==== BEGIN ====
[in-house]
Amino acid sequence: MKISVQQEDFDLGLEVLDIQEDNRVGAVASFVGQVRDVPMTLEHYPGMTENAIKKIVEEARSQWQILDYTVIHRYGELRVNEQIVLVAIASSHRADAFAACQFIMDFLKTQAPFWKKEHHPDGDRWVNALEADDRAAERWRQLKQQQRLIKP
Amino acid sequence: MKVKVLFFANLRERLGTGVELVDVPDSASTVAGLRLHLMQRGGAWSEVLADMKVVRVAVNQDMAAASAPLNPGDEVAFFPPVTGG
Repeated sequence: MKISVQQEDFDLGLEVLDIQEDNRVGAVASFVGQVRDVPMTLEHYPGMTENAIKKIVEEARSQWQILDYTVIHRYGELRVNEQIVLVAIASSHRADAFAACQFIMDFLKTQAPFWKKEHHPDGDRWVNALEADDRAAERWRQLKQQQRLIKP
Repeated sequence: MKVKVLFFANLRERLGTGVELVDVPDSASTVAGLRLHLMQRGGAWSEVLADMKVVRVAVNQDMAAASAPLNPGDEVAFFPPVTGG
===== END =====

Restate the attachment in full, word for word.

[in-house]
Amino acid sequence: MKISVQQEDFDLGLEVLDIQEDNRVGAVASFVGQVRDVPMTLEHYPGMTENAIKKIVEEARSQWQILDYTVIHRYGELRVNEQIVLVAIASSHRADAFAACQFIMDFLKTQAPFWKKEHHPDGDRWVNALEADDRAAERWRQLKQQQRLIKP
Amino acid sequence: MKVKVLFFANLRERLGTGVELVDVPDSASTVAGLRLHLMQRGGAWSEVLADMKVVRVAVNQDMAAASAPLNPGDEVAFFPPVTGG
Repeated sequence: MKISVQQEDFDLGLEVLDIQEDNRVGAVASFVGQVRDVPMTLEHYPGMTENAIKKIVEEARSQWQILDYTVIHRYGELRVNEQIVLVAIASSHRADAFAACQFIMDFLKTQAPFWKKEHHPDGDRWVNALEADDRAAERWRQLKQQQRLIKP
Repeated sequence: MKVKVLFFANLRERLGTGVELVDVPDSASTVAGLRLHLMQRGGAWSEVLADMKVVRVAVNQDMAAASAPLNPGDEVAFFPPVTGG